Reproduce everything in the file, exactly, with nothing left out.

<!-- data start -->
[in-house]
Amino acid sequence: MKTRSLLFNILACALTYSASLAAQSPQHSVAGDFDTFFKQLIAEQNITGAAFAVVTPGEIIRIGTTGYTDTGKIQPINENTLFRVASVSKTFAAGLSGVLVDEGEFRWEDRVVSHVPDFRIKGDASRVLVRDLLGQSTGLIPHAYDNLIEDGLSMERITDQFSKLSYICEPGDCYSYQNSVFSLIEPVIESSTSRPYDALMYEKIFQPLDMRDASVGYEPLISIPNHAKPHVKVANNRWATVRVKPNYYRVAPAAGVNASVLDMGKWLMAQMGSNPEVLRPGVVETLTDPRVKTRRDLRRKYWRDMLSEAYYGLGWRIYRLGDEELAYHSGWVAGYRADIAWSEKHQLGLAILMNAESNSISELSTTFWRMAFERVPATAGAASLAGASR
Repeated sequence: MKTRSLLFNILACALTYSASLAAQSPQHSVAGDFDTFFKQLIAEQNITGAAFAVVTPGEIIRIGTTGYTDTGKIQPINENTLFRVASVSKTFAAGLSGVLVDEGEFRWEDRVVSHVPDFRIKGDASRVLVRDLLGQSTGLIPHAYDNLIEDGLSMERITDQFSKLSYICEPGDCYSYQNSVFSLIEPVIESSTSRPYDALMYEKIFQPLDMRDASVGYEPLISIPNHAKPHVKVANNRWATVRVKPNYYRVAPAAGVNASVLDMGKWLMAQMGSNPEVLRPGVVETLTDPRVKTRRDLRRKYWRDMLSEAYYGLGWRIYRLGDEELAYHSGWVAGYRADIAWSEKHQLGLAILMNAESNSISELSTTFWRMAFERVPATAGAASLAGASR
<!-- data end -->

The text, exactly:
[in-house]
Amino acid sequence: MKTRSLLFNILACALTYSASLAAQSPQHSVAGDFDTFFKQLIAEQNITGAAFAVVTPGEIIRIGTTGYTDTGKIQPINENTLFRVASVSKTFAAGLSGVLVDEGEFRWEDRVVSHVPDFRIKGDASRVLVRDLLGQSTGLIPHAYDNLIEDGLSMERITDQFSKLSYICEPGDCYSYQNSVFSLIEPVIESSTSRPYDALMYEKIFQPLDMRDASVGYEPLISIPNHAKPHVKVANNRWATVRVKPNYYRVAPAAGVNASVLDMGKWLMAQMGSNPEVLRPGVVETLTDPRVKTRRDLRRKYWRDMLSEAYYGLGWRIYRLGDEELAYHSGWVAGYRADIAWSEKHQLGLAILMNAESNSISELSTTFWRMAFERVPATAGAASLAGASR
Repeated sequence: MKTRSLLFNILACALTYSASLAAQSPQHSVAGDFDTFFKQLIAEQNITGAAFAVVTPGEIIRIGTTGYTDTGKIQPINENTLFRVASVSKTFAAGLSGVLVDEGEFRWEDRVVSHVPDFRIKGDASRVLVRDLLGQSTGLIPHAYDNLIEDGLSMERITDQFSKLSYICEPGDCYSYQNSVFSLIEPVIESSTSRPYDALMYEKIFQPLDMRDASVGYEPLISIPNHAKPHVKVANNRWATVRVKPNYYRVAPAAGVNASVLDMGKWLMAQMGSNPEVLRPGVVETLTDPRVKTRRDLRRKYWRDMLSEAYYGLGWRIYRLGDEELAYHSGWVAGYRADIAWSEKHQLGLAILMNAESNSISELSTTFWRMAFERVPATAGAASLAGASR